A mirrored room shows us a projection of the artist in the work “MHYSA - NEVAEH LIVE (Behind the scenes)” (2020). The stand-alone dance studio mirrors, replaces the physical audience and gives MHYSA a space to perform for herself—an act of self-healing and bodily reclamation for MHYSA, as a Black woman performer. The presence of these traces of a performative other-self triggers tensions. On the one hand, the fetishized glamour of Black celebrity as it travels as both trap and artifact across geopolitical lines. On the other, the romantic siren-song of an alter-ego that earnestly promises to pay homage to the complex histories of Black performance and the presence of Black women as empowered agents therein. E. Jane in their notes considers these tensions and is active within them: “Our bodies are . . . still traveling to places where either slaves were traded or that have histories of colonial violence . . . for purchase, as entertainment experiences.” These different facets of E.’s practice underscores that Black womanhood is multidimensional, complex, and range-full, a right to claim that feels urgent in this moment in time.

This Longing Vessel, installatin view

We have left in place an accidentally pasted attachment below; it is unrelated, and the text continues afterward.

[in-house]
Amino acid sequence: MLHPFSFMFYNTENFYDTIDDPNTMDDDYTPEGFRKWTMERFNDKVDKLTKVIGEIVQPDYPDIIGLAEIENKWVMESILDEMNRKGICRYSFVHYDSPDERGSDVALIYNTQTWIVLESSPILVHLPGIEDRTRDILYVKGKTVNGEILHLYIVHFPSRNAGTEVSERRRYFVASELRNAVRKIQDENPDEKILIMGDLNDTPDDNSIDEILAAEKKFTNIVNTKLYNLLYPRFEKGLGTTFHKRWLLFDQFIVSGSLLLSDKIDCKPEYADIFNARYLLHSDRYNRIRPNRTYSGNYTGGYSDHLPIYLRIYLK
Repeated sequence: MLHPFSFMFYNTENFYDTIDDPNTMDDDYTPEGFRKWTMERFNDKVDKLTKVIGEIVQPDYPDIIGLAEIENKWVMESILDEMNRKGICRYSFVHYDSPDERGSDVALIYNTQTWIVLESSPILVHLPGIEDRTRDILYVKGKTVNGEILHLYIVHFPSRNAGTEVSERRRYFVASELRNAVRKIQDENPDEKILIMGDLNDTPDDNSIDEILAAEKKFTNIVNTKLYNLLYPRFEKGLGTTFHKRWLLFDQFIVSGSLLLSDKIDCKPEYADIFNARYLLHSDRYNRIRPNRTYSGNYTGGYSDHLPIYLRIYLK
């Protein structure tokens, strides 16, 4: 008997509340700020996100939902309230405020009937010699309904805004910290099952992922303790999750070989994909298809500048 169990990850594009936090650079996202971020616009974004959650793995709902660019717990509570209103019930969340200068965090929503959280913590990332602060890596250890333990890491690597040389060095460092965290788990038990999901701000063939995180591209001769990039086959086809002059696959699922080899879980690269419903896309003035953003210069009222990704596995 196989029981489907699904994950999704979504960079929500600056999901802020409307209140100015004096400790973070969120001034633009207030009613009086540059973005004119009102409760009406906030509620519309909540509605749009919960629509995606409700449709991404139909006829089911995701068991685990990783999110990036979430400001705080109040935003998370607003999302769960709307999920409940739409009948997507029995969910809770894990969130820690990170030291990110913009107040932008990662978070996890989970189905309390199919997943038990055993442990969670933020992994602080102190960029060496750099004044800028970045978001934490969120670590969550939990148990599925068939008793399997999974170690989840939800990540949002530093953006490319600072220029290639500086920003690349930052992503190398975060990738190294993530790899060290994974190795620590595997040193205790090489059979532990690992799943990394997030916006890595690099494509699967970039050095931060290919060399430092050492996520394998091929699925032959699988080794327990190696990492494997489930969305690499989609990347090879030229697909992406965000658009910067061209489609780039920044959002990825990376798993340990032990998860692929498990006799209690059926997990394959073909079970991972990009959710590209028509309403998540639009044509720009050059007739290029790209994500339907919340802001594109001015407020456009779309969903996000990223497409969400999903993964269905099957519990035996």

Naudline Pierre centers the Black body in her interrogation of, and love letter to, traditional religious paintings. ‘A Timely Rescue’ (2020) requires the viewer to ask, “Who has been visible within the secular imagination of art-making, alongside the sacred—and why?” Pierre, holding the brush, brings a Black spirituality, gesture, fantasy and bodily presence into a canon that has long excluded blackness. ‘We Are Here’ (2020) gives Black femmehood wings in a cosmic redefinition. Pierre expands the gilded frame, making space for new figures to stand within it, and to take up space newly. For the artist these figures are alter-egos and avatars in their own right, at times standing in Pierre’s place as a shield, shroud, and embrace that offers the artist distance from the canonized crush of Western ways of seeing. To not be crushed—to live! Pierre allows her figures to take up residence, to take up room, to haunt and howl, carrying us through to the other side of a longing that has troubled art history since its dawning. By portraying a mysterious world, Pierre’s work unites a personal mythology full of characters paused in intimate scenes. Drawing references from the ritual of anointing, the work emphasizes hands and touch in order to explore the complexities of existence.